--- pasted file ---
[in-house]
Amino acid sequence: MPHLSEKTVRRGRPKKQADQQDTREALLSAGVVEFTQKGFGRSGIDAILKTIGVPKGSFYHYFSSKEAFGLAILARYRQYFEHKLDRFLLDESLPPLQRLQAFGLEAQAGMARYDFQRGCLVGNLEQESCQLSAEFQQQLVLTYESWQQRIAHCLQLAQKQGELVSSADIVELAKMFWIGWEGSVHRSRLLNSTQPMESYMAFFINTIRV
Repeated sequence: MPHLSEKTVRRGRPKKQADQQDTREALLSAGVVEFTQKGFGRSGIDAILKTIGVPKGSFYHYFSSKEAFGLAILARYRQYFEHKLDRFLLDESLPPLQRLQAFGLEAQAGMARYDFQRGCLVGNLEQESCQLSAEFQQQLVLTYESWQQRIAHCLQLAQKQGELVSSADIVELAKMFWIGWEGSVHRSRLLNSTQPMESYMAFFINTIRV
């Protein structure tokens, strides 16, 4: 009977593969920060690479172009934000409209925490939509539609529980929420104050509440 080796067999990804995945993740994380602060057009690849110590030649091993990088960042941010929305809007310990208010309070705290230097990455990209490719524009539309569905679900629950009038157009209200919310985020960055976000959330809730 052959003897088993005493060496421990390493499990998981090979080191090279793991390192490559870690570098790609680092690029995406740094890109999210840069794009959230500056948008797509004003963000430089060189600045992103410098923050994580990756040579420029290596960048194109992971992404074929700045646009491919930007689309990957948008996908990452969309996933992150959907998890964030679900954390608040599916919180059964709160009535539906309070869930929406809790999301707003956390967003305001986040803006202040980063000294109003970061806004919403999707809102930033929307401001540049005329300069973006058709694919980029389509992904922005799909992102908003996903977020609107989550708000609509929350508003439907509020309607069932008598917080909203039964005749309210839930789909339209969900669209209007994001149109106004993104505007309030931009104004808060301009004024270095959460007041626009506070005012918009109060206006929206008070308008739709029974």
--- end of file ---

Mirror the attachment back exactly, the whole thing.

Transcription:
[in-house]
Amino acid sequence: MPHLSEKTVRRGRPKKQADQQDTREALLSAGVVEFTQKGFGRSGIDAILKTIGVPKGSFYHYFSSKEAFGLAILARYRQYFEHKLDRFLLDESLPPLQRLQAFGLEAQAGMARYDFQRGCLVGNLEQESCQLSAEFQQQLVLTYESWQQRIAHCLQLAQKQGELVSSADIVELAKMFWIGWEGSVHRSRLLNSTQPMESYMAFFINTIRV
Repeated sequence: MPHLSEKTVRRGRPKKQADQQDTREALLSAGVVEFTQKGFGRSGIDAILKTIGVPKGSFYHYFSSKEAFGLAILARYRQYFEHKLDRFLLDESLPPLQRLQAFGLEAQAGMARYDFQRGCLVGNLEQESCQLSAEFQQQLVLTYESWQQRIAHCLQLAQKQGELVSSADIVELAKMFWIGWEGSVHRSRLLNSTQPMESYMAFFINTIRV
């Protein structure tokens, strides 16, 4: 009977593969920060690479172009934000409209925490939509539609529980929420104050509440 080796067999990804995945993740994380602060057009690849110590030649091993990088960042941010929305809007310990208010309070705290230097990455990209490719524009539309569905679900629950009038157009209200919310985020960055976000959330809730 052959003897088993005493060496421990390493499990998981090979080191090279793991390192490559870690570098790609680092690029995406740094890109999210840069794009959230500056948008797509004003963000430089060189600045992103410098923050994580990756040579420029290596960048194109992971992404074929700045646009491919930007689309990957948008996908990452969309996933992150959907998890964030679900954390608040599916919180059964709160009535539906309070869930929406809790999301707003956390967003305001986040803006202040980063000294109003970061806004919403999707809102930033929307401001540049005329300069973006058709694919980029389509992904922005799909992102908003996903977020609107989550708000609509929350508003439907509020309607069932008598917080909203039964005749309210839930789909339209969900669209209007994001149109106004993104505007309030931009104004808060301009004024270095959460007041626009506070005012918009109060206006929206008070308008739709029974």